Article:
Miller and his former costars – including Ewan McGregor – have re-teamed for T2 Trainspotting, in theaters now

By Lindsay Kimble
March 24, 2017 04:35 PM

Over 20 years after first making waves on the big screen, Renton, Sick Boy, Begbie and Spud are back – and with much more fanfare.

In the decades since director Danny Boyle’s 1996 dark comedy Trainspotting hit theaters, the film has become a cult classic, which star Jonny Lee Miller says made filming the newly released sequel a little tricky.

“There’s the challenge of like, when you’re shooting Trainspotting and everyone knows you’re shooting Trainspotting – [Boyle] said it’s like Scotland’s Star Wars,” Miller tells PEOPLE in this week’s issue.

T2 Trainspotting finds Miller and his original castmates – Ewan McGregor, Robert Carlyle and Ewen Bremner – back in Edinburgh, Scotland, battling their addictions and reigniting past clashes.

“When we made the first movie, no one cared, right? No one knew who we were or what we were doing,” says Miller, adding that while filming on location for the sequel, the paparazzi was closely following.

Ben Gabbe/Getty Images


The 44-year-old says, “It was a little bit challenging because you’ve got people paying attention to you and it just sort of changes everything a little bit. You have to try to dodge people and try to lose photographers, and try and mask what you’re doing because you don’t want it ruined for everybody.”

Anthony Harvey/Getty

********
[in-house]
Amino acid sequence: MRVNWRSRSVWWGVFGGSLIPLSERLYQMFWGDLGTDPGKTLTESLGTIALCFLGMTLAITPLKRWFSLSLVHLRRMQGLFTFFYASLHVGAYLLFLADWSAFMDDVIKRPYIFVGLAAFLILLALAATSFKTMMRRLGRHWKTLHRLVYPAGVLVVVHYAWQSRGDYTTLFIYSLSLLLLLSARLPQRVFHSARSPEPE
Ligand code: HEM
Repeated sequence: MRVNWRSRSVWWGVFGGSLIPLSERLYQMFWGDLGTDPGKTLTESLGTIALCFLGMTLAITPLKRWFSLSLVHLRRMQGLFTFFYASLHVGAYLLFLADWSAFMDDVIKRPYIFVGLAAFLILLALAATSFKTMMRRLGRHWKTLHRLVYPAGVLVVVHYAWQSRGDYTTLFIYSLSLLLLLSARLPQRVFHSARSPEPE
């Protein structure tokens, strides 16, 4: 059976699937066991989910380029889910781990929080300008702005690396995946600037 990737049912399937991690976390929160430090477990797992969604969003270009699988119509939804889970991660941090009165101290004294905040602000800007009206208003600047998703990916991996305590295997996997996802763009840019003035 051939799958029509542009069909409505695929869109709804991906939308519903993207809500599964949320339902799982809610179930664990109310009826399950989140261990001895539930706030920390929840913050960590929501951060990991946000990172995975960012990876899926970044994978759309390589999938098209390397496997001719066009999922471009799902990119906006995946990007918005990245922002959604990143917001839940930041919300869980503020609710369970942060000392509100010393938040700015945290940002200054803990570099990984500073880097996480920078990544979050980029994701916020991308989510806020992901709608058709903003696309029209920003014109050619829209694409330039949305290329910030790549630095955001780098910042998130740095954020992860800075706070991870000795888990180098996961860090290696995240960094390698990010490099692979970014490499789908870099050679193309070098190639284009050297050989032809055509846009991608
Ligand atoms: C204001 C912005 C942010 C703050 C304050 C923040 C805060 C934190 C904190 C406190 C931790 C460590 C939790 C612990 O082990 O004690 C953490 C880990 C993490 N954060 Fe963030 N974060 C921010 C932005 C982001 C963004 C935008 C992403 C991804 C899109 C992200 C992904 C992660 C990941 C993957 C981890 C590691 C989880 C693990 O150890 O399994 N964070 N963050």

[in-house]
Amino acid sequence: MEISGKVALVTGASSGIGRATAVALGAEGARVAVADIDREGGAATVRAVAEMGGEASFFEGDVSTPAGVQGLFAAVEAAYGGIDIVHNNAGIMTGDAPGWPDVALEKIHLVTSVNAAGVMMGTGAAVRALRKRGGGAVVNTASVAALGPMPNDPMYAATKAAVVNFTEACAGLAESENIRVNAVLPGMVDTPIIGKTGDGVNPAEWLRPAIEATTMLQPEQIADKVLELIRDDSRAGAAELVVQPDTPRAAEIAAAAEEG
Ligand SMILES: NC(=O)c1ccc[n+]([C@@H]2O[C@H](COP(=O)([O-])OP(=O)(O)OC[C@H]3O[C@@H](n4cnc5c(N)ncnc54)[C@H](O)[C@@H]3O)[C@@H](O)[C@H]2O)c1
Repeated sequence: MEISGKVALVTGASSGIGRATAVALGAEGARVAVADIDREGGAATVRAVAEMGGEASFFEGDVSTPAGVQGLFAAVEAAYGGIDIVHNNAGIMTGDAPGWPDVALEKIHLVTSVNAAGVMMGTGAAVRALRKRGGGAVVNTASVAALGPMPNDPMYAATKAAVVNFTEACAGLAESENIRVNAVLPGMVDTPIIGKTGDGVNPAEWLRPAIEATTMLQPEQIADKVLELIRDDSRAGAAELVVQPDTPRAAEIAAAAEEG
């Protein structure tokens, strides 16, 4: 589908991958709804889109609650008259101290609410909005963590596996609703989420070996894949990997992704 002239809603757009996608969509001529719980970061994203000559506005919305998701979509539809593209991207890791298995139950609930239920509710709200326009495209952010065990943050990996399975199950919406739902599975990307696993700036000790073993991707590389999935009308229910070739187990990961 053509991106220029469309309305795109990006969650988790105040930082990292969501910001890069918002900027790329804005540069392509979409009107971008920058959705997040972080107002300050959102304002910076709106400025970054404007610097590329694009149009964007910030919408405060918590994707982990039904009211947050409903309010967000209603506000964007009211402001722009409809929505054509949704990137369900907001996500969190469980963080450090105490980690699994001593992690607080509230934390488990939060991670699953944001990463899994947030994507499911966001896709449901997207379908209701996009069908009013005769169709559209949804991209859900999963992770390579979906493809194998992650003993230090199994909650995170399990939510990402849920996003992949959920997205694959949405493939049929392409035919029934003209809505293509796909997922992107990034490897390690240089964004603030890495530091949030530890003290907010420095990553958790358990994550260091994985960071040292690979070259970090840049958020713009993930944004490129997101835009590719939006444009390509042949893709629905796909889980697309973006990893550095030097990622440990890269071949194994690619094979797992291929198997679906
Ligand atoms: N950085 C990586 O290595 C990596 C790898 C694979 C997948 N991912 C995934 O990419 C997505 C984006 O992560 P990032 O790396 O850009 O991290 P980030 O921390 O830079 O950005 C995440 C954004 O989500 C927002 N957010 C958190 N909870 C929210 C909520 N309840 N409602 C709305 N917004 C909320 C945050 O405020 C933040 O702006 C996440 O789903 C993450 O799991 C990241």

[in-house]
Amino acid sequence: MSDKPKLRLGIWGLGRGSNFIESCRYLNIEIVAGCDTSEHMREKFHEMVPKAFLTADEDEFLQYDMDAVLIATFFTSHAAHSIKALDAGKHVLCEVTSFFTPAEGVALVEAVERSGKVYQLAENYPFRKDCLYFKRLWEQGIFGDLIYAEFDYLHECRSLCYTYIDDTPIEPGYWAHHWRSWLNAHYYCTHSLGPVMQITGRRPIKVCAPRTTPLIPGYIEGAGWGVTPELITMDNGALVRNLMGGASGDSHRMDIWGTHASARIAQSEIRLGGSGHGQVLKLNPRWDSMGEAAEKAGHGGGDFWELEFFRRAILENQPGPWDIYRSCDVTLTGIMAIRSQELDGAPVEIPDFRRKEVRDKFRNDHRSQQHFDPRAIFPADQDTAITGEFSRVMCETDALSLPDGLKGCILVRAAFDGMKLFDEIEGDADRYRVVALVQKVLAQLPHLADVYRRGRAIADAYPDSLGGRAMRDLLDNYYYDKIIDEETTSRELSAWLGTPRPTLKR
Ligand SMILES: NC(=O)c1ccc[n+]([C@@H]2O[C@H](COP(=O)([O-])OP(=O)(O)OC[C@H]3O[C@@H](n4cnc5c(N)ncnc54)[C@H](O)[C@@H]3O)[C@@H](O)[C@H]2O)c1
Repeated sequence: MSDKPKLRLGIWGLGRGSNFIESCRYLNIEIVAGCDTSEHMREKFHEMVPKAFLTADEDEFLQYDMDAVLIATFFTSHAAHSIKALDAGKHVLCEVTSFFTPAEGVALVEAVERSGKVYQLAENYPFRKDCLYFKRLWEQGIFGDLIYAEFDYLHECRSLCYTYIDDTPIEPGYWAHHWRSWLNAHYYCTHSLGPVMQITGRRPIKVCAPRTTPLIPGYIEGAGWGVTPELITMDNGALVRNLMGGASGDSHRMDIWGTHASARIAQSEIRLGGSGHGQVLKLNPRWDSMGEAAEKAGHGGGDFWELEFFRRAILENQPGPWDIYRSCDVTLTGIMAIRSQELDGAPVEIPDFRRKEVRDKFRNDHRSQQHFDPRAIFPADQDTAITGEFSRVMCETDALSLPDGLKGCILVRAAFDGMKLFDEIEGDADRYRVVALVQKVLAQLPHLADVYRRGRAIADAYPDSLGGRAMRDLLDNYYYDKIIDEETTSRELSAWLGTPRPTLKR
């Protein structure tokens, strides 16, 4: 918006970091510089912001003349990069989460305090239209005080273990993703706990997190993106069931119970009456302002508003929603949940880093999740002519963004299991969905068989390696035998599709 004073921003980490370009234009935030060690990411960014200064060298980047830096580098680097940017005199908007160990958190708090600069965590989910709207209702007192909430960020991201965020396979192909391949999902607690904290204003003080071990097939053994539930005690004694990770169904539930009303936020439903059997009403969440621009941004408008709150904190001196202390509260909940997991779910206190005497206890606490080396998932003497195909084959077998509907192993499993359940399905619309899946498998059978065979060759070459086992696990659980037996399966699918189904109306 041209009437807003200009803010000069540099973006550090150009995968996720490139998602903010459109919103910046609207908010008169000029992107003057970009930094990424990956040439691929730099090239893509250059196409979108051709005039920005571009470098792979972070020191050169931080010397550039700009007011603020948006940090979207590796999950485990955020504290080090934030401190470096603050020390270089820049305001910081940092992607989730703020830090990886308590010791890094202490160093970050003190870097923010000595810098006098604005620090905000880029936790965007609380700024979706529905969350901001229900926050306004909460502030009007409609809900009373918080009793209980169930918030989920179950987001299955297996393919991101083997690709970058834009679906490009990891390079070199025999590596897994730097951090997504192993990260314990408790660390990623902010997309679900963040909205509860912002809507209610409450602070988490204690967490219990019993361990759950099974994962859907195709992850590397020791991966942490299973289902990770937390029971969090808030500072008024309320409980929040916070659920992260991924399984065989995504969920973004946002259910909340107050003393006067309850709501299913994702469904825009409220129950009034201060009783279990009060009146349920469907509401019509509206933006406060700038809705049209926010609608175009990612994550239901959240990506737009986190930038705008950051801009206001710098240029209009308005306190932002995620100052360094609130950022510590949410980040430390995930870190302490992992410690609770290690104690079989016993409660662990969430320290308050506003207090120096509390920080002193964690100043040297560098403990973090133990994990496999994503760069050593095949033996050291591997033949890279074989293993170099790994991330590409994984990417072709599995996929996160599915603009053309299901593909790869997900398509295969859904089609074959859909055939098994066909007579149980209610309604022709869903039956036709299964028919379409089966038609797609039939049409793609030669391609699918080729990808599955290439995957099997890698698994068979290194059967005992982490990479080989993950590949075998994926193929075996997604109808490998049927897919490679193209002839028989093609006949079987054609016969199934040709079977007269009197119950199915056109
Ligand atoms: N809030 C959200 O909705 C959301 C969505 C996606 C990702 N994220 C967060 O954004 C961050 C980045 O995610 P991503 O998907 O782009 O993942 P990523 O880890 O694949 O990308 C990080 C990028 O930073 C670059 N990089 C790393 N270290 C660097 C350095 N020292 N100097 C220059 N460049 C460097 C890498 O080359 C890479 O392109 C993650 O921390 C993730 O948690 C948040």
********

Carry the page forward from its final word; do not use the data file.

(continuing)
Miller calls the sequel “comedic in places and then extremely moving in others,” and feels fans of the original will be pleased. He also says viewers should keep an eye out for Easter eggs, like one scene where his character Simon and the others return to Rannoch Moor.

FROM COINAGE: See Where 6 Stars Were Before They Were Famous


“In the first movie there’s a bit where Tommy [Kevin McKidd] takes everybody out for a walk and that’s the famous bit with the train station and they’re out in the middle of nowhere,” says Miller. “And we went back there again, the characters go there as a tribute to Tommy.”

He continues, “They wanted to have McKidd’s character Tommy, who died in the first movie, reflected there. So they had a young actor dressed as him – with his hair and the same clothes. They had him walk off as they’re talking about him. It was really like, the hairs on the back of our neck all stood up. It really sort of drove home what we were trying to do, and how much this movie meant to us and how much it meant to other people.”

T2 Trainspotting is in theaters now.